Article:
We all like sugar, right?
Well, the vast majority of us do anyway, and having just had Easter I am sure most people have eaten their fair share of it.
But we are also being told day after day that it is making us sick; that it is the cause of obesity, diabetes, heart disease and other undesirable ills of the twenty first century.
So what should we do?
Give it up…like the crazy person that I am?
Reduce our intake…yes, but how easy is it to do that when it is so addictive?
I know that although I can reduce my intake for a while, it slowly starts to creep back up again and before I know it I am eating way too much again!
Perhaps we should all shun the white stuff in favour of all those alternatives popping up on the market that claim to be healthy?
Dr Robert Lustig (presenter of Sugar: The Bitter Truth) has called for a tax on sugar similar to that placed on alcohol and tobacco because of what he calls its ‘toxic nature’.
The United Nations’ public health arm recently recommended that people reduce their daily intake of sugars to 6 to 12 teaspoons per day.
It added that curtailing sugar to less than 5 percent of calories consumed “would provide additional health benefits” and help prevent diseases such as diabetes and heart disease.
The guidelines apply to foods and beverages with added sugars, not to those with naturally occurring sugars such as fruits, vegetables and milk.
With all of this information I have been troubled by sugar for quite some time and have therefore spent a considerable amount of time reading about it and its alternatives.
I have even offended other bloggers by my constant questioning of their sugar/sugar alternative choices…sorry!
If you know about Sarah Wilson of I Quit Sugar fame, then you will know that her sweetener of choice is stevia.
I was pretty intrigued about the stuff since it is said to be up to 200 times sweeter than table sugar, contains no calories, does not raise blood sugar levels, does not cause tooth decay and comes from a plant (and is therefore a natural sugar).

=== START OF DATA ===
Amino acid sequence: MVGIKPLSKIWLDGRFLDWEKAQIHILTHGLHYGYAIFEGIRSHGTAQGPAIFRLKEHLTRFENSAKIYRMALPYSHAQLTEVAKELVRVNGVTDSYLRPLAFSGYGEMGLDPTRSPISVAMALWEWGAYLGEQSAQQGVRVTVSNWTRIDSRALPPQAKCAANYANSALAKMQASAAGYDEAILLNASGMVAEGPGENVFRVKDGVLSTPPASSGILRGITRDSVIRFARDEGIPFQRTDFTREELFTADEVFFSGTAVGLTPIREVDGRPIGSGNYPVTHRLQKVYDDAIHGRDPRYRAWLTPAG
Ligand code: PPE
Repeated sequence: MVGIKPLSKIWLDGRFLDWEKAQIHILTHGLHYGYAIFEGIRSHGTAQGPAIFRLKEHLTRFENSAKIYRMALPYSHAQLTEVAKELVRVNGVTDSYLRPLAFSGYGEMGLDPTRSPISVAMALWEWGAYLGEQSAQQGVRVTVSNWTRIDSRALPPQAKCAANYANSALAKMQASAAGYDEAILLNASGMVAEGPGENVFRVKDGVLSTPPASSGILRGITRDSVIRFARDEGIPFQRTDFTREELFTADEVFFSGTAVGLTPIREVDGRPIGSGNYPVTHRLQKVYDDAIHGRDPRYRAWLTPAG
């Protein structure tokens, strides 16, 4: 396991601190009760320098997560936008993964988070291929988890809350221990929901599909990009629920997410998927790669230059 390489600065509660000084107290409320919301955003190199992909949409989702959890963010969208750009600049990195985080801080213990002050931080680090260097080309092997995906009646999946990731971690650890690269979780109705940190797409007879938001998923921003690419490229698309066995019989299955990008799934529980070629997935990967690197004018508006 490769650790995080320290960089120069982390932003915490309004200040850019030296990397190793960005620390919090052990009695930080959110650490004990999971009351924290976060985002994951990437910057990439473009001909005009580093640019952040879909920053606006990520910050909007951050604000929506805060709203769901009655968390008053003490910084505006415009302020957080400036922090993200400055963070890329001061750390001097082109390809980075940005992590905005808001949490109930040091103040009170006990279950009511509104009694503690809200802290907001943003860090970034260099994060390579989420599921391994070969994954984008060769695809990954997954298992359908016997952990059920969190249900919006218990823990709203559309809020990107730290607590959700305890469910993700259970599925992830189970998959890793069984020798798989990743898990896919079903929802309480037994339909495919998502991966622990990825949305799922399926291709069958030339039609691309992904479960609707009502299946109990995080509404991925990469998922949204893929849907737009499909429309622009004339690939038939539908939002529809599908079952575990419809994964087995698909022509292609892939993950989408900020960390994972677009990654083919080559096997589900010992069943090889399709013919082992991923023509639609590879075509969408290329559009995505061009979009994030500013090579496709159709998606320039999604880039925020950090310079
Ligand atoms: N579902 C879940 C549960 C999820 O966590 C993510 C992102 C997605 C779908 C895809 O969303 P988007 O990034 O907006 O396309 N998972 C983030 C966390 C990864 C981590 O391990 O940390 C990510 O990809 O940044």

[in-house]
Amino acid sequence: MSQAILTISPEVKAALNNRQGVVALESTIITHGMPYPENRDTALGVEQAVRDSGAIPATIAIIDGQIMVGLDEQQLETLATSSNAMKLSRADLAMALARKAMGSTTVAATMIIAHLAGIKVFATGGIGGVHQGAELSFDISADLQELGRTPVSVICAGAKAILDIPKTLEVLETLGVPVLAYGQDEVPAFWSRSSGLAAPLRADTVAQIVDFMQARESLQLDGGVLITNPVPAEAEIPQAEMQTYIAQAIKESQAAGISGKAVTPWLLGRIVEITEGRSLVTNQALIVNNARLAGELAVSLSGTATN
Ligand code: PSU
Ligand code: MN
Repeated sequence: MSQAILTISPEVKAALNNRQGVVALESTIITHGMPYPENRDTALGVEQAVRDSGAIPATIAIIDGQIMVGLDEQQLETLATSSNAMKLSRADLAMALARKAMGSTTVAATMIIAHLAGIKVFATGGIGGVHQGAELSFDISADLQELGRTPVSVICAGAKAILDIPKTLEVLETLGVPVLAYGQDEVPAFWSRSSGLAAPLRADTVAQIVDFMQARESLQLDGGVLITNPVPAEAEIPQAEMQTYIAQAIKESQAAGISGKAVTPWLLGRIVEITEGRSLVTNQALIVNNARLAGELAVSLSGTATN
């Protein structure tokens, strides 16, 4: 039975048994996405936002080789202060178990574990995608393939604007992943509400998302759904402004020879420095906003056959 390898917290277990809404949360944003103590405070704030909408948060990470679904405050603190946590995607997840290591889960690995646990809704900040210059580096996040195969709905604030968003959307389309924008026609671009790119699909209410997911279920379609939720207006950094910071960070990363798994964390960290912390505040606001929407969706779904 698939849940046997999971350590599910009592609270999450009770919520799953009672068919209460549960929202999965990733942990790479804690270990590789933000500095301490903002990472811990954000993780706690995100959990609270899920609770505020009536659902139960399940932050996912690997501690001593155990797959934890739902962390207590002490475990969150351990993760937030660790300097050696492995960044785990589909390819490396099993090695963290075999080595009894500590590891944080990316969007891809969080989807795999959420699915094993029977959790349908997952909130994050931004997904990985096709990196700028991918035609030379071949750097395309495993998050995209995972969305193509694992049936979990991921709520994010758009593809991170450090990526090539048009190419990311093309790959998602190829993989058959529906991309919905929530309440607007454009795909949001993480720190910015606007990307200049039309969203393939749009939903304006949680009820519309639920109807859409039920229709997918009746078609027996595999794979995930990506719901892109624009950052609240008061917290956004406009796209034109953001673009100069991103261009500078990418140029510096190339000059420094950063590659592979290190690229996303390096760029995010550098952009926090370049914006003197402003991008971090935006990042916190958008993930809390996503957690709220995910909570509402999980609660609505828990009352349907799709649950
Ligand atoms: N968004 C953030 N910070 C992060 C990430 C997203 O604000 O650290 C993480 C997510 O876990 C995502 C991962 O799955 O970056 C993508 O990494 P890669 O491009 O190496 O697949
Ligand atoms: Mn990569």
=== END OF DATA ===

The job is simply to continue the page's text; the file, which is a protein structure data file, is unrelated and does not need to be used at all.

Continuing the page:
The main documented downside is that it can be pretty bitter and is therefore often mixed with other sweeteners and chemically processed to produce a less-than beneficial product.
It would seem that when buying stevia you have to take a good look at the ingredients to check there are no added sugars or highly processed items.
There are mixed views on whether those with candida can safely eat it.
Because it is often packaged with other things you are advised to be cautious, and interestingly, Elaine Gottschall, who wrote ‘Breaking the Vicious Cycle’ outlining the specific carbohydrate diet (SCD), does not recommend consuming stevia.
She says that “This class of glycosides (terpenoids) often have physiological effects on mammals and microorganisms.”
So, I guess although it has been used extensively in Japan for numerous years, there are few studies out there on the long term impacts on humans, and being on the SCD it is not an option for me.
Another natural sugar alternative, a ‘sugar alcohol’ that seems to be cropping up more and more is erythritol.
Again I have done a fair bit of research on this and found that it too does not cause tooth decay (can even possibly prevent it), has 6% of the calories of sugar yet 70% of the sweetness, does not have an affect on blood sugar levels and unlike other sugar alcohols (like xylitol, sorbitol and maltitol), does not cause digestive issues since it is absorbed into the body before reaching the colon.